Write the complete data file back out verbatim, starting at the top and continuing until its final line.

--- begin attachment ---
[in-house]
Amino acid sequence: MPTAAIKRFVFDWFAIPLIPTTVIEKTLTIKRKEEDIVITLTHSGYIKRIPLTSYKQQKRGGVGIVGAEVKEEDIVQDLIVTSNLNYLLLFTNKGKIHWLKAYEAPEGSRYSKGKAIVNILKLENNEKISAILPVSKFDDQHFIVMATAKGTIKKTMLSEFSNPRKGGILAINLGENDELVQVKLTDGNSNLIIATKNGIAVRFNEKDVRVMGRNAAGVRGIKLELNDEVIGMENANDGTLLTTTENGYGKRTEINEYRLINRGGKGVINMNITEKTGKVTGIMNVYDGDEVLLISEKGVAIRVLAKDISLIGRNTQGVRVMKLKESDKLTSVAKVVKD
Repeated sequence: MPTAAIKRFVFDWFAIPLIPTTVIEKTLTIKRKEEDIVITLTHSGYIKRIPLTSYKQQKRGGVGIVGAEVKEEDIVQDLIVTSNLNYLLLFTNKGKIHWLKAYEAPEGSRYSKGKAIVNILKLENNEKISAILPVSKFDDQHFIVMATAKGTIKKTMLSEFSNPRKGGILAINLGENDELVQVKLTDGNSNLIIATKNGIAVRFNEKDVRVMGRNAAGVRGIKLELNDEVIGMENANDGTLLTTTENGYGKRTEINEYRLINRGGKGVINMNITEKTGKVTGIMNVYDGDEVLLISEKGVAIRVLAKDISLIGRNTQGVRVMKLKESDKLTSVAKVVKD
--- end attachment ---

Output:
[in-house]
Amino acid sequence: MPTAAIKRFVFDWFAIPLIPTTVIEKTLTIKRKEEDIVITLTHSGYIKRIPLTSYKQQKRGGVGIVGAEVKEEDIVQDLIVTSNLNYLLLFTNKGKIHWLKAYEAPEGSRYSKGKAIVNILKLENNEKISAILPVSKFDDQHFIVMATAKGTIKKTMLSEFSNPRKGGILAINLGENDELVQVKLTDGNSNLIIATKNGIAVRFNEKDVRVMGRNAAGVRGIKLELNDEVIGMENANDGTLLTTTENGYGKRTEINEYRLINRGGKGVINMNITEKTGKVTGIMNVYDGDEVLLISEKGVAIRVLAKDISLIGRNTQGVRVMKLKESDKLTSVAKVVKD
Repeated sequence: MPTAAIKRFVFDWFAIPLIPTTVIEKTLTIKRKEEDIVITLTHSGYIKRIPLTSYKQQKRGGVGIVGAEVKEEDIVQDLIVTSNLNYLLLFTNKGKIHWLKAYEAPEGSRYSKGKAIVNILKLENNEKISAILPVSKFDDQHFIVMATAKGTIKKTMLSEFSNPRKGGILAINLGENDELVQVKLTDGNSNLIIATKNGIAVRFNEKDVRVMGRNAAGVRGIKLELNDEVIGMENANDGTLLTTTENGYGKRTEINEYRLINRGGKGVINMNITEKTGKVTGIMNVYDGDEVLLISEKGVAIRVLAKDISLIGRNTQGVRVMKLKESDKLTSVAKVVKD